Atrial septal defect with pulmonary hypertension
The patient was diagnosed with an atrial septal defect measuring 2.7 cm.
Embryological development of the heart begins during week five of gestational development of the fetus. There are various types of ASD determined by the defect during embryo development. The physiologic picture of ASD will determine the clinical progression of the patient. The high-pressure system of the left side of the heart causes blood to flow through the ASD into the right atrium during atrial systole (left to right shunt, non-cyanotic). Gradually, the excess blood volume will cause tension on the pulmonary artery resulting in pulmonary vascular injury and hypertrophy to compensate. As pressure within the right heart continues to increase, blood within the heart will begin to shunt from right to left (cyanotic). The oxygen saturation of our patient at the time of presentation was 94%, confirming that he remains non-cyanotic. Eisenmenger syndrome is a complication of ASD and is established when the patient develops cyanosis and pulmonary arterial disease as a result of communication between the systemic and pulmonary systems.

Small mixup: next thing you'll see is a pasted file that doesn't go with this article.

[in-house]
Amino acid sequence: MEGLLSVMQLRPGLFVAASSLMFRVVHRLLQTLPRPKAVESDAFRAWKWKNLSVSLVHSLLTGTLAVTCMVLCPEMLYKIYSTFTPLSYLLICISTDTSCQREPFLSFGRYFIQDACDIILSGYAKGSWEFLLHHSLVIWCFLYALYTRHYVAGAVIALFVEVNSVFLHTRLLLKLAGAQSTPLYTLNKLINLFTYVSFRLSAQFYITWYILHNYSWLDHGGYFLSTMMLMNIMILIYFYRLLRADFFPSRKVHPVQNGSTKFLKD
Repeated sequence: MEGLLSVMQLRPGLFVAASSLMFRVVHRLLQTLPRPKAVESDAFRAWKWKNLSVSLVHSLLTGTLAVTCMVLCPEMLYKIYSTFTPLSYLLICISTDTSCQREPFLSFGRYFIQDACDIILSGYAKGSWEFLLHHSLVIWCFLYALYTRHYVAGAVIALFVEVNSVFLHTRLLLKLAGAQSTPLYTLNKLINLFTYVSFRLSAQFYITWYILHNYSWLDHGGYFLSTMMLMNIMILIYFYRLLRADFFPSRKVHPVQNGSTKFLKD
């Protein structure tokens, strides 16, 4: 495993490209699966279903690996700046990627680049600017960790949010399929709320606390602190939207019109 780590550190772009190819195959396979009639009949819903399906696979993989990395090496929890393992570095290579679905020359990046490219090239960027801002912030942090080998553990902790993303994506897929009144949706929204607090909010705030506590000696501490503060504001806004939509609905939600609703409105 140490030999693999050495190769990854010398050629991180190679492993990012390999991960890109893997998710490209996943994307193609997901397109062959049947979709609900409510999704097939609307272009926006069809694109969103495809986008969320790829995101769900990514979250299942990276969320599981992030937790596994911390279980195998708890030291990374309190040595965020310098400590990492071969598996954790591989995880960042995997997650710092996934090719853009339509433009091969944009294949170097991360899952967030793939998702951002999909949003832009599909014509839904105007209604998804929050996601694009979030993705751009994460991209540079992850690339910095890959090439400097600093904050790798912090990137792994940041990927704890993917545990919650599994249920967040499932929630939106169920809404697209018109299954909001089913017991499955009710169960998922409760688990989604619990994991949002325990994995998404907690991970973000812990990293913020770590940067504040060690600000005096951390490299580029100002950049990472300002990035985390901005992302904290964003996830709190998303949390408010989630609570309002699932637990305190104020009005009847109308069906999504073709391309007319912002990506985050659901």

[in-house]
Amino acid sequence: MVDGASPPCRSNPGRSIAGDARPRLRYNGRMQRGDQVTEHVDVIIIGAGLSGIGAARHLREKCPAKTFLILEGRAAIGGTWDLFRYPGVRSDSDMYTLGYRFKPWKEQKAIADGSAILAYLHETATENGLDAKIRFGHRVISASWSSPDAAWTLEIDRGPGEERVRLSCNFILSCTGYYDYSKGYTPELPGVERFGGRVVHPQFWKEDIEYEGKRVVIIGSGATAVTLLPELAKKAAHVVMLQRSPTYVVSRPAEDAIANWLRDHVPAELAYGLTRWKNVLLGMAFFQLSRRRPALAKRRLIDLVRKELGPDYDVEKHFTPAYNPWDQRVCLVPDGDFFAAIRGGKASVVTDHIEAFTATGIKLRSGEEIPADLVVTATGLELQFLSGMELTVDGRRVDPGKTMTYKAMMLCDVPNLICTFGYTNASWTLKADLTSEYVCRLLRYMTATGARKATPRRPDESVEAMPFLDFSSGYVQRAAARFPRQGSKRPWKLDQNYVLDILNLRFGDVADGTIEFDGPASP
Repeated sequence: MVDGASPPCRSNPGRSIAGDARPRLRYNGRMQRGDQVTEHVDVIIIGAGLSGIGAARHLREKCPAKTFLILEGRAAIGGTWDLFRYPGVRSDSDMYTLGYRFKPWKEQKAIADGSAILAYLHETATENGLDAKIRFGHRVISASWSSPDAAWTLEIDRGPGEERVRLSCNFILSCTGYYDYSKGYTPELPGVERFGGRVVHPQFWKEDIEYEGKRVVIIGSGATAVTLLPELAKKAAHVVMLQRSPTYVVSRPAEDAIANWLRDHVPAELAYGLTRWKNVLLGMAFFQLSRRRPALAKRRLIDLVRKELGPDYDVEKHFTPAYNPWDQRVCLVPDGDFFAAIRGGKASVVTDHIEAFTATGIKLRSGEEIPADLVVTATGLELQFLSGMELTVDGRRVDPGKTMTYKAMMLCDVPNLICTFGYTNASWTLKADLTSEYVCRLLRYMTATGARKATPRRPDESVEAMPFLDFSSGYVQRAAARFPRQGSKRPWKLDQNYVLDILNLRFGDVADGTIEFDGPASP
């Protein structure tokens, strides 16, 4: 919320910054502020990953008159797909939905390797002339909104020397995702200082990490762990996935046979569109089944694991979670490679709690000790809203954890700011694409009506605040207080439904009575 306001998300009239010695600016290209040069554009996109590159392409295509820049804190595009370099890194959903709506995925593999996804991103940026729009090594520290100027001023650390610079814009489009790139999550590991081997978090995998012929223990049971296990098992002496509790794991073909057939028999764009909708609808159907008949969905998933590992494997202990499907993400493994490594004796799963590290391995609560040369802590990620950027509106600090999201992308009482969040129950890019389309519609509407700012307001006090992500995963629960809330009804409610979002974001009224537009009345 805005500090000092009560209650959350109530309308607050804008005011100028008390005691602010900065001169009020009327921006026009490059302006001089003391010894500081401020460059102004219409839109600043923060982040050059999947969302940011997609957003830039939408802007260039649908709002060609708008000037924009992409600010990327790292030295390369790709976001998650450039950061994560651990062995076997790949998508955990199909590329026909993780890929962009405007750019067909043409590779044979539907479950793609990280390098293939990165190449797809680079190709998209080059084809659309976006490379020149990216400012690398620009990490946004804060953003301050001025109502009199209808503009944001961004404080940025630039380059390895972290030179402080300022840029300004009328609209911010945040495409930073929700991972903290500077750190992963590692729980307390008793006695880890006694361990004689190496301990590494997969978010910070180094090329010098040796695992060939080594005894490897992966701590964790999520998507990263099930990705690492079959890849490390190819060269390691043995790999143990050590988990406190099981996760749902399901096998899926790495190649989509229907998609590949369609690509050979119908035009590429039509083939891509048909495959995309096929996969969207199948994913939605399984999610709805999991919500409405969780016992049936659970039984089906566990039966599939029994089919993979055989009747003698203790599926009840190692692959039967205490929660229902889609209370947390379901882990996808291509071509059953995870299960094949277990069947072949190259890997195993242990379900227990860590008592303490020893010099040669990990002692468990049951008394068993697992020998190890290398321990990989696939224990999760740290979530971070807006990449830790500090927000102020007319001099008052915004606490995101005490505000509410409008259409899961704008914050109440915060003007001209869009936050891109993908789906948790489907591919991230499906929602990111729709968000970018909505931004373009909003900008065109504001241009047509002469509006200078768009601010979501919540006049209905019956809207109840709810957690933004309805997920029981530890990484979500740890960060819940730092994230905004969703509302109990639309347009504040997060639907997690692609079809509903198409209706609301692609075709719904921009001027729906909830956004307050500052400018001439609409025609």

Right ventricular hypertrophy is defined on echo by wall thickness greater than 5 mm. If the mean pulmonary artery pressure exceeds 25 mm Hg at rest, the patient is considered to have pulmonary hypertension. In our patient, echo reveals severe pulmonary hypertension is noted with right ventricular systolic pressure is calculated at 120 mmHg. When an ASD is diagnosed, about 10% of patients will have existing pulmonary hypertension.